Another reason I might not have noticed Dreyfuss in the courtroom is because I generally don’t recognize famous people. That was the case when Nicole Kidman attended proceedings involving a civil lawsuit filed against her for breach of contract and when Steven Spielberg was a spectator in a case of someone charged with stalking him.

As for James Woods, I remember him attending the Simpson trial, but not the date. I’ll have to do a little research to see if I can come up with that information.

Musical Courtroom Seats

The press gets new seats.

Most are happy, some are mad.

It’s always no win.


Simpson trial judge Lance Ito knew there was great demand for seats in his courtroom and signed off on the assigned seating for the media. He concurred that they were the eyes and ears of the public and thought they should have some certainty in getting a seat. The assigned seats came with a caveat, however. They had to be occupied. In the early days of the trial, no problem. But as time went on, some reporters and producers would watch the TV feed in the media center instead of sitting in the courtroom.

After weeks of seeing empty media seats, and knowing that some members of the media who were always there didn’t have the best seat, he asked me to revise the seating plan and give members of the media who had the better attendance to better seats. I could do that because, just like a school teacher taking daily attendance, I had a written record of who was there — not just every day, but at the beginning of each session.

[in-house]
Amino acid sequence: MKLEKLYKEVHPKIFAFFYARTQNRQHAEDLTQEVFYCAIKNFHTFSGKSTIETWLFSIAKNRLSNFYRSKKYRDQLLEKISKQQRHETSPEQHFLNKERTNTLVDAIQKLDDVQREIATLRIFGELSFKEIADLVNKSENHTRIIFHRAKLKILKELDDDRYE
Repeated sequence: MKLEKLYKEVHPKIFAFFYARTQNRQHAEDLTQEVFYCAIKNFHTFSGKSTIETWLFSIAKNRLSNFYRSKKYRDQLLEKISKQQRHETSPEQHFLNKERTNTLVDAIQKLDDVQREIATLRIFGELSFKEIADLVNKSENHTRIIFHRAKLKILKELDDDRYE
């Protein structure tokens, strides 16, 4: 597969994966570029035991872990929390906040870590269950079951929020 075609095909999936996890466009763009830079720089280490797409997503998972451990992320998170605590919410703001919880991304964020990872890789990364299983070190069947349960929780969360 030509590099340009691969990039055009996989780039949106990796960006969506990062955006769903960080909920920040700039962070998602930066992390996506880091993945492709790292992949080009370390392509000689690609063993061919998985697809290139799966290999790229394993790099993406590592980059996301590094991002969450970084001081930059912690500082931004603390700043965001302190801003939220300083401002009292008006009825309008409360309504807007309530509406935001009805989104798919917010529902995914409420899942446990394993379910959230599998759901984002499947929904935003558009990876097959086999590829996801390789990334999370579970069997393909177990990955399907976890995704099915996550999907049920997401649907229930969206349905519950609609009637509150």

So, here is my journal entry for the day the new seating assignments went into effect:

“The revised seating plan went into effect today and I feel like I’ve been through a meat grinder!

All but maybe three people were absolutely up in arms. They just ripped into me.  It started out, I went over to the courthouse and told a couple of the deputies at the (security) screen, ‘Hey you guys want to come up and be my bodyguards? I need a flack jacket,’ and boy I was not underestimating!”

One wire service reporter was in tears, saying it wasn’t fair because she had to duck out to meet frequent deadlines. But I took attendance only at the beginning of each session, not during it. She said she was late and didn’t get in on time because of balky elevators. Everyone ran that risk, I said. Plus, I didn’t ding anyone the day the elevators broke down or when there were bomb scares, or when they were out sick, including her.